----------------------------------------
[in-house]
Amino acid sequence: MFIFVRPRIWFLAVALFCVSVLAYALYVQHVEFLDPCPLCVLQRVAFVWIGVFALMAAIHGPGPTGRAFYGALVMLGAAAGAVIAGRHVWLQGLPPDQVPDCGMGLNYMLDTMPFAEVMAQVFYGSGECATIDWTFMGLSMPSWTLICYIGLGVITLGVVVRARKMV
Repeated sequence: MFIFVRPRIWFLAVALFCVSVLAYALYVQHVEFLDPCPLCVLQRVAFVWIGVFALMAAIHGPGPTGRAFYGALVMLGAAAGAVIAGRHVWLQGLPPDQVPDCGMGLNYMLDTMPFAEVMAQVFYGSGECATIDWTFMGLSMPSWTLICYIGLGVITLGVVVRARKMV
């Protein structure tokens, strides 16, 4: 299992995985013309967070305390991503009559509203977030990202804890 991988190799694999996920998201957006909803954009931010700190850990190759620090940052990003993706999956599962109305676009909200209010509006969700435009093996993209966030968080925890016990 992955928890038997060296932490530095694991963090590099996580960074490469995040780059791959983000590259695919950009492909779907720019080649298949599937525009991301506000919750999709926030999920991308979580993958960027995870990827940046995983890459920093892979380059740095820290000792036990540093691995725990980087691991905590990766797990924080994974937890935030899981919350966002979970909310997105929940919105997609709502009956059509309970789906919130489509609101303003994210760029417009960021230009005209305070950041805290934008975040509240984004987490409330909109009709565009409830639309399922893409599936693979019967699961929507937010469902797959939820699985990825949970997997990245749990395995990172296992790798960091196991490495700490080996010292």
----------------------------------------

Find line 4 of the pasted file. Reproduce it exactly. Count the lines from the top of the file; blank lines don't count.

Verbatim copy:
């Protein structure tokens, strides 16, 4: 299992995985013309967070305390991503009559509203977030990202804890 991988190799694999996920998201957006909803954009931010700190850990190759620090940052990003993706999956599962109305676009909200209010509006969700435009093996993209966030968080925890016990 992955928890038997060296932490530095694991963090590099996580960074490469995040780059791959983000590259695919950009492909779907720019080649298949599937525009991301506000919750999709926030999920991308979580993958960027995870990827940046995983890459920093892979380059740095820290000792036990540093691995725990980087691991905590990766797990924080994974937890935030899981919350966002979970909310997105929940919105997609709502009956059509309970789906919130489509609101303003994210760029417009960021230009005209305070950041805290934008975040509240984004987490409330909109009709565009409830639309399922893409599936693979019967699961929507937010469902797959939820699985990825949970997997990245749990395995990172296992790798960091196991490495700490080996010292």